by: Tom Cochrane

Novak Djokovic is the 2015 Wimbledon men’s singles champion, the Serb downing Roger Federer in 4 sets to claim the third Wimbledon crown of his career and his ninth Grand Slam title overall.

Day 13 Recap

After stunning Andy Murray with a sensational serving display on Friday, Roger Federer came roaring out of the blocks on Sunday, breaking top seed Djokovic to establish a 4-2 lead. But the Swiss star lost serve to hand the break straight back, and then squandered a couple of set points on the Djokovic serve. Those missed opportunities came back to haunt Federer when the first set progressed to a tiebreaker, with world number one Djokovic completely dominating. The Serb collected the breaker for the loss of just one point, taking the set on a Federer double fault.

The second set was a role reversal of the first, with Federer the one consistently under pressure. Again, a tiebreaker was called upon the separate the players. Djokovic managed to amass a total of 7 set points but Federer refused to surrender, the 17-time major winner eventually taking the breaker 12 points to 10 to level the match at a set apiece. That sent the capacity, pro-Federer crowd on Centre Court into hysterics, but Djokovic shrugged off the loss of the second set to immediately put Federer under pressure at the start of the pivotal third set. The second seed managed to fend off a couple of break points in the opening game of the third set, but a woeful forehand in the third game saw Djokovic grab the break. From there, the Serb kept focused during a short rain delay and maintained his advantage to close out the set, 6-4, and move within a set of successfully defending his title.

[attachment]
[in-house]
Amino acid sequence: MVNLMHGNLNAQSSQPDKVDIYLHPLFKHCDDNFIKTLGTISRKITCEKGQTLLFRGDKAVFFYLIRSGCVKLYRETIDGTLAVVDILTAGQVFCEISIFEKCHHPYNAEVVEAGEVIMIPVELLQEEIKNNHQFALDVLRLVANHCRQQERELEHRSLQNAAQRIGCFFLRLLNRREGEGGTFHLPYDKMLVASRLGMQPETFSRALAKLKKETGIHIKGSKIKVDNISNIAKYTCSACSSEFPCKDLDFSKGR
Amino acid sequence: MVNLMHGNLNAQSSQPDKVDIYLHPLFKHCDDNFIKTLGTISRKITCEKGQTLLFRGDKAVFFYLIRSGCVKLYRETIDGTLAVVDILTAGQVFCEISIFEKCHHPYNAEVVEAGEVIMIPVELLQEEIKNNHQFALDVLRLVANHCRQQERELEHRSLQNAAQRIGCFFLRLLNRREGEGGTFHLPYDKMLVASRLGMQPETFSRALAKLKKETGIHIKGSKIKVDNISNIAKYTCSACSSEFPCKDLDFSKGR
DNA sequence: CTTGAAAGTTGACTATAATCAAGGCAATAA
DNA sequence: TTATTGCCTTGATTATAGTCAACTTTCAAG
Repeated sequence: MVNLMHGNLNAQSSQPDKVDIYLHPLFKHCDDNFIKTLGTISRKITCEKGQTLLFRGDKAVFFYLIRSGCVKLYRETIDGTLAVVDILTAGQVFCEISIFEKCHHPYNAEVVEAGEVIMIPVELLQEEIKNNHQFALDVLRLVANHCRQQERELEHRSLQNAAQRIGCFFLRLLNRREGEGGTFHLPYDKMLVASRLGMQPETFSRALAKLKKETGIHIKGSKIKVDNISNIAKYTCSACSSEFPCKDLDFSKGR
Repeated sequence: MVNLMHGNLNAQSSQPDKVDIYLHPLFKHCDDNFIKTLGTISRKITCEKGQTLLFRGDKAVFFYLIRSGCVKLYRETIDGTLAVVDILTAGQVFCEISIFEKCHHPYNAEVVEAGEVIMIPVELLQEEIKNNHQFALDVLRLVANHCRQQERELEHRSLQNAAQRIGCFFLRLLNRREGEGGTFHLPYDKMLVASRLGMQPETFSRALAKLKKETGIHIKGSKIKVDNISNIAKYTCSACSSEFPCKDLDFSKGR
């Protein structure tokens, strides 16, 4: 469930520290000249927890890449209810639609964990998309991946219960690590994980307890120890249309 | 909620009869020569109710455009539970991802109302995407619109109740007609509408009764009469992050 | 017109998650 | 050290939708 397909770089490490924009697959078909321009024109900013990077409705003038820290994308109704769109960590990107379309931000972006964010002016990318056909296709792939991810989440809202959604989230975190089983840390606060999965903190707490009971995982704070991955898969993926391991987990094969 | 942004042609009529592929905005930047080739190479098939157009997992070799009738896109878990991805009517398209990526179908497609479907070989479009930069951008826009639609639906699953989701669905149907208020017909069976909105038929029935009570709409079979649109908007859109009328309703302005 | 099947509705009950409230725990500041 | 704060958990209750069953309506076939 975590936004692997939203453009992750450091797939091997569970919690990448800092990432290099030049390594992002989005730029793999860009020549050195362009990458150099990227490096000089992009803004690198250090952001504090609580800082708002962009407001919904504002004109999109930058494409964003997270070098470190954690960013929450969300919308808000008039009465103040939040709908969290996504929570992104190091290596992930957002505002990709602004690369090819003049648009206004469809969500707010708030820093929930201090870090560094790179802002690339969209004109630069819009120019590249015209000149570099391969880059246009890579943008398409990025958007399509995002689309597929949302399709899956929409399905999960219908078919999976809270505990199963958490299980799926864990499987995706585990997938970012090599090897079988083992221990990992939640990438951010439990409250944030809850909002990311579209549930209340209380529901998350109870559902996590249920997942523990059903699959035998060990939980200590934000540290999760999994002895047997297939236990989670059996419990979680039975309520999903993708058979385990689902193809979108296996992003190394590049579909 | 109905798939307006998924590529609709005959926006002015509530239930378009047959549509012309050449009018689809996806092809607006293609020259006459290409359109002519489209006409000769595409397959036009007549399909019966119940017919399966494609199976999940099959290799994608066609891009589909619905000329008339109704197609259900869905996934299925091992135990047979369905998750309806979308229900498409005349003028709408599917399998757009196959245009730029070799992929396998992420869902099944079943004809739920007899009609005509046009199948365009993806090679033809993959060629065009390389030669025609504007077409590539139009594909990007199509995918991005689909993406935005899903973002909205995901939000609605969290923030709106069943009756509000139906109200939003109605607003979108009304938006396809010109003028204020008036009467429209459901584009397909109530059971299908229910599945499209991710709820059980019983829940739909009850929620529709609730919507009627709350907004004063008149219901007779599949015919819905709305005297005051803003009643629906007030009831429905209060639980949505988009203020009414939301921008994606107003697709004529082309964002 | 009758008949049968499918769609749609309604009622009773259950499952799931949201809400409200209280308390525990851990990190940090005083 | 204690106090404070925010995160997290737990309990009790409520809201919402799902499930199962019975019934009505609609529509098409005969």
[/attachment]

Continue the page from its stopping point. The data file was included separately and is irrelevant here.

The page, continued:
The fourth set saw Djokovic continually peppering Federer’s toes with pinpoint returns, as the Swiss star struggled to recreate his serving feats of Friday. A break in the fifth game of the set put Djokovic within sight of the finish line, and he finished it off with another break in the ninth game, eventually collecting a 7-6(1) 6-7(10) 6-4 6-3 victory in 2 hours and 56 minutes. Having made just 11 unforced errors in the match against Murray, Federer’s tally of 35 unforced errors against Djokovic told the story – the 33 year old being continually required to force the play against the world’s best defender. Djokovic, meanwhile, produced his best tennis of the fortnight, spanking 46 winners against just 16 unforced errors.

For Djokovic, it was the perfect response to his shock defeat to Stan Wawrinka in the French Open final 5 weeks ago, the Serb proving once again that he is undoubtedly the best player on the planet at this point in time. For Federer, it was an ultimately unsuccessful end to a very positive tournament, but if the second seed continues to play like he has over the past couple of weeks then he will keep putting himself in contention at the business end of majors for several years to come.

That’s it for the coverage of this year’s Wimbledon championships. I trust you’ve enjoyed the coverage. I’ll be back later in the year to cover the US Open, but in the meantime you can follow all of the tennis news on Twitter: @satelliteserve.

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